A film-editor friend of mine in L.A. recently complained that it looked like he'd be spending much of 2014 in Alabama working on a reality-TV project his company had optioned.
He wasn't free to give details, but it clearly wasn't going to be about the private lives of the scientists at the Marshall Space Centre in Huntsville.
If any message came through to TV programmers in 2013, it was that there's gold in them thar hicks. It was the Year of the Yokel, beginning and ending with Duck Dynasty news. The year began with the Robertson family of West Monroe, La., demanding $200,000-an-episode from A&E, the channel formerly known as Arts & Entertainment. It was a steal, many said, since it included patriarch Phil, his brother Si, and Phil's sons Willie, Jep and Jace.
It ended with Phil being suspended from the show this month by A&E for comments equating homosexuality to bestiality in a GQ interview (GQ?), otherwise devoted to the virtues of killing and eating ducks and squirrels.
I'm guessing Phil will return, since A&E is loath to mess too much with a show that routinely pulls more viewers than the series finale of Breaking Bad.
In the meantime, there's always Swamp People, Moonshiners and Here Comes Honey Boo Boo. On hiatus is Cajun Pawn Stars, a spinoff which inspired a page on Facebook protesting its depictions of Louisianans as hillbillies and in-bred hicks.
Of course, Hollywood TV has always looked to the hills and swamps for laughs, back to the Beverly Hillbillies, Petticoat Junction, Green Acres and Hee Haw (all originally on the "Tiffany Network" CBS) and on to The Dukes Of Hazzard. But back then it was fictionalized and scripted and didn't purport to be real.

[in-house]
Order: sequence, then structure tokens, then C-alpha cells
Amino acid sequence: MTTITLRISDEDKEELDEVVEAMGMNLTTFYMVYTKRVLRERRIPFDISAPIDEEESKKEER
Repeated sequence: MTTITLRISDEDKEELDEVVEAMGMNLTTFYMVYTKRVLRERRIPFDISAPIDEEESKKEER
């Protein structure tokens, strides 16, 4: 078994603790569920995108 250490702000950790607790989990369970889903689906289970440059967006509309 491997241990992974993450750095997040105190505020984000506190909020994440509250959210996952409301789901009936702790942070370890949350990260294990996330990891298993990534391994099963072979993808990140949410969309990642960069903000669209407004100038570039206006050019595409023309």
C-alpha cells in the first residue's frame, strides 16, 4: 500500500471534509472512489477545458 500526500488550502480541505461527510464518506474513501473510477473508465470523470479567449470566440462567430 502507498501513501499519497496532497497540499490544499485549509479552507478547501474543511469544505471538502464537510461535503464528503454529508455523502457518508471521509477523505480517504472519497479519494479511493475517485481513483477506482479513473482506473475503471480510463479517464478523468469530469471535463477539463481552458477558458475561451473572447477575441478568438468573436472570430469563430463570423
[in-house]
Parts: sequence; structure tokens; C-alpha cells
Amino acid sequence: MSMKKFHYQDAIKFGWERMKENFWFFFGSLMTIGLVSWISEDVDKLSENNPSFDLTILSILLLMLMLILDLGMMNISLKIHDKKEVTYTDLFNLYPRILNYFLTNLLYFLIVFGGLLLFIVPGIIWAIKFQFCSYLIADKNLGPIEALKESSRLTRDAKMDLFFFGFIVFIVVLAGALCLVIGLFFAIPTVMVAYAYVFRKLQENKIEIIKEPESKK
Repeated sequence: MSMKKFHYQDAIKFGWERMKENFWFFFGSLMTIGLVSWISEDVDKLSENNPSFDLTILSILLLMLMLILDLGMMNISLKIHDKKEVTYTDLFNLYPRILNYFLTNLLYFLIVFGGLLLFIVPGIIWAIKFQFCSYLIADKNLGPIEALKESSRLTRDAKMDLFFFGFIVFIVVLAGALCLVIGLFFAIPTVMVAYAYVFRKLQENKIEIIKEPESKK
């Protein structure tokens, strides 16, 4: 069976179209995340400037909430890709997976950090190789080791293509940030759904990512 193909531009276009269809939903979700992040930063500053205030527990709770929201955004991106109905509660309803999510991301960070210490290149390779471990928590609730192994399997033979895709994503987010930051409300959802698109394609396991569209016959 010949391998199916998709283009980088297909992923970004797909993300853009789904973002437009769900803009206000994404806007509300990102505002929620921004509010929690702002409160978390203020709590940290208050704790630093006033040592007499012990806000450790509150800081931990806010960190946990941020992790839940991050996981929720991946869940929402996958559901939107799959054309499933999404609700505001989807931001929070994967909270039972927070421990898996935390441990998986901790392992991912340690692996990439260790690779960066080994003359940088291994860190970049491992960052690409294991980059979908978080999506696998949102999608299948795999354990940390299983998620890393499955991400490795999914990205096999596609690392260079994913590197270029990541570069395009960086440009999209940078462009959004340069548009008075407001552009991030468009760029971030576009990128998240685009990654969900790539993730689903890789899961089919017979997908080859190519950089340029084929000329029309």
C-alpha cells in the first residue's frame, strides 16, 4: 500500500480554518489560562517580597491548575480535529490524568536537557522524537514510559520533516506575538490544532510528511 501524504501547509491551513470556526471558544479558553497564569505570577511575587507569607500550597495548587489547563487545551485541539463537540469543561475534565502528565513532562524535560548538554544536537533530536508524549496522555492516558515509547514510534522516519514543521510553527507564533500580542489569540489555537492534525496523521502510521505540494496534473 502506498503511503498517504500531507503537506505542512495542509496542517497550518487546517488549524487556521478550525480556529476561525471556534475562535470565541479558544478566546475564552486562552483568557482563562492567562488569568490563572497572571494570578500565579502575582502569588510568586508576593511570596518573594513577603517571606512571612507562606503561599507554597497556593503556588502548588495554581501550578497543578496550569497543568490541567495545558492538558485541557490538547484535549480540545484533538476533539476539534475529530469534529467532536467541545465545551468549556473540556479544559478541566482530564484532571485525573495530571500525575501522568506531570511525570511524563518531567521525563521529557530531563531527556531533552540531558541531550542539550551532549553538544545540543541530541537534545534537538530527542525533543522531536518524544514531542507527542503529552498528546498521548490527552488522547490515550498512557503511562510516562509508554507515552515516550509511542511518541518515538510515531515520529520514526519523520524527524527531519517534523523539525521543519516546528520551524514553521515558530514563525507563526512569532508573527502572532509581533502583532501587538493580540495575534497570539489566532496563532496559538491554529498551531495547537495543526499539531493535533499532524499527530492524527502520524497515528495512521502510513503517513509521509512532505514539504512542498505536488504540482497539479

I say purport, because Duck Dynasty clearly scripts its wacky situations, and Moonshiners is the most transparent of all. Week after week, the various 'shiners are on the verge of getting arrested and just get away (maybe not quite as dramatically as Bo and Luke Duke). But, um, their faces are all on video, and they're shown in the act of distilling illegal liquor. Hmm.
Oh wait. Rob Ford. Never mind.
Also, Jesus may be behind the wheel of the moonshine truck. Like Phil Robertson, Steven Ray Tickle of Moonshiners is convinced he's within biblically-approved bounds. He told Zap2it, "A lot of people in the moonshine community have a very strong belief in God as well. You can't go wrong with the Man Upstairs."
Scripted and set-up it may be. But encouraging people to live down to stereotypes does come with risk - as we also saw in 2013 with the accidental carbon monoxide poisoning death of Shain Gandee of MTV's Buckwild, which followed the egged-on adventures of hard-partying young West Virginians. The show was cancelled, partly as a result of a crusade by a West Virginia senator.
Will audiences in 2014 continue to be transfixed by people without their full sets of teeth and who walk around accompanied by banjo music?
Well, the original Golden Age of hick programs was ended by the legendary network exec Fred Silverman, who cancelled The Beverly Hillbillies in 1971, and whose market research showed their audiences were too downscale for advertisers. For now, Duck Dynasty merch alone is worth millions.
Heck, even the Cracker Barrel restaurant chain, two days after removing Duck Dynasty-related products from its shelves earlier this week, announced it was putting them back. They even apologized to fans of the reality series to boot.
Even with a Southern accent, money talks.